Saturday, July 19, 2014
Unsurprisingly, the U.S. House passed charitable giving legislation, the “America Gives More Act,” on July 17 by a vote of 277-130. (For a summary of the bill’s contents, see prior blog post.) Broadly, the bill would encourage food donations, transfers from IRAs, conservation easement donations, extend the time to claim charitable deductions to April 15, and reduce the tax on private foundation investment income. According to the Joint Committee on Taxation, the legislation would cost taxpayers $16.2 billion over ten years.
Supporters of the bill (mostly Republicans) emphasized familiar themes. Charitable giving legislation is good because giving helps those in need (see, e.g., Chairman Camp's floor statement, Majority Whip McCarthy's statement) and because giving itself should be encouraged. The bill was also praised as a simplification (Statement of Representative Griffin) (though only one of the five provisions simplifies the Code).
Opponents of the bill (all Democrats, but one), though praiseworthy of charitable giving in general, cited in particular the failure to pay for the tax benefits and the resulting increase in the deficit. (Floor statement of Representative Levin, the White House.) The White House also objected that the giving incentives would benefit high-income taxpayers. One Democrat, Representative Lloyd Doggett, objected on substantive grounds, saying that the incentives for donations of food inventory encouraged donations of items with "no nutritional value, like Twinkies, candy, stale potato chips, and expired foods.” “We do not need a permanent tax break for Twinkies” he said. (Video of Mr. Doggett's commentary on the food proposal here.)
How to assess the legislation? Helping “the needy” certainly is a familiar rationale cited in support of charitable giving legislation. But it bears repeating that “the needy” is but one segment of the 501(c)(3) sector. (Additional commentary on who benefits from the charitable deduction here). Broad-based charitable giving incentives such as extending the filing deadline and encouraging more IRA transfers are not directed toward helping the needy. Thus, if this really is a goal of lawmakers, much more targeted legislation to benefit social safety net organizations would be more appropriate.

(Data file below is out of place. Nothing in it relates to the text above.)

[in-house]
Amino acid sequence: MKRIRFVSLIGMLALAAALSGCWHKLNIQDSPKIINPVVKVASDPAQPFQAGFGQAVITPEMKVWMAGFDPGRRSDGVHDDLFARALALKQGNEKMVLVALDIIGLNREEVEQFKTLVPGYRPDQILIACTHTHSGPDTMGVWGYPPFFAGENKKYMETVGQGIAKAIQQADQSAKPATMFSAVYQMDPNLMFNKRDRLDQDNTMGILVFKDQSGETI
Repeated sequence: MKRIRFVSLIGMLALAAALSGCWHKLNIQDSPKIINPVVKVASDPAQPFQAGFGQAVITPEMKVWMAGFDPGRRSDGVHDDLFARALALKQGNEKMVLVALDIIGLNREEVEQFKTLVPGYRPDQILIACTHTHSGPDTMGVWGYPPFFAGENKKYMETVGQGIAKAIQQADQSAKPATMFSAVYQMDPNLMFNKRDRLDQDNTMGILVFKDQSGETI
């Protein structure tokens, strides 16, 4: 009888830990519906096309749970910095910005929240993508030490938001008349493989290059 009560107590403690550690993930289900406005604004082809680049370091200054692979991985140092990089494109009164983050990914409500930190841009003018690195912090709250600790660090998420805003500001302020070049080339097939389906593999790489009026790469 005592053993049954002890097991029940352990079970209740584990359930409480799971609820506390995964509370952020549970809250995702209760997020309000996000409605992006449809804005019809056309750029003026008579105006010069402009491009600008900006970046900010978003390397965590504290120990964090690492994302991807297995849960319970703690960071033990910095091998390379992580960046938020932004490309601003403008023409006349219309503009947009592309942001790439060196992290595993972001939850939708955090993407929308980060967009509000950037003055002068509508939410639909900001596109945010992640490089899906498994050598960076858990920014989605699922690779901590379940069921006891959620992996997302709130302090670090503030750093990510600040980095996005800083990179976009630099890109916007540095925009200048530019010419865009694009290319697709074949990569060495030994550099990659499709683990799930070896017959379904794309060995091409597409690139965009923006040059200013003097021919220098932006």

Further, it is hard to ignore the absence of offsets. When tax benefits like these are not paid for, the question should be whether the America Gives More Act is the best use of $16.2 billion dollars. It is ironic that about 64 percent of the Act’s cost comes from extending two provisions (the special rule for food donations and the exclusion for IRA distributions) that were allowed to expire in the Tax Reform Act, which undermines the argument that this legislation is an optimal use of tax dollars.
Other provisions have some merit, depending on the goal. Extending the time to claim donations to April 15 may be a cost effective way to get more dollars to 501(c)(3) organizations, assuming the IRS can administer the provision to protect against double deductions.
Streamlining the excise tax on private foundations will likely result in diverting dollars from the U.S. Treasury to foundation grantees – sort of an inter-501(c)(3) sector transfer. This may be desirable, depending on one's judgment about whether foundations or the government spends money more in the public interest. But the provision does not result in new charitable dollars and so is not a giving incentive.
The permanent extension and expansion of the special rules for deductions of conservation easements without any associated reforms is harder to understand, given the many administrative difficulties and abuses associated with this provision of the tax Code. (For commentary, see Halperin, McLaughlin, Colinvaux).
So although there may be merit in the margins to some provisions, as a whole, the case for the legislation without offsets is rather underwhelming. If there were offsets, then at least the trade-offs could be more directly assessed.
In short, although it is obvious that the America Gives More Act is not intended as a tax reform measure but rather reflects legislative business as usual, nonetheless it is disappointing to see more give-aways without much if any consideration of who should pay, and whether the give-aways are really worth it. But without an offset, there is little electoral cost to voting in favor of legislation, especially charitable giving legislation, which is always easy to frame, without much analysis, as helping those in need.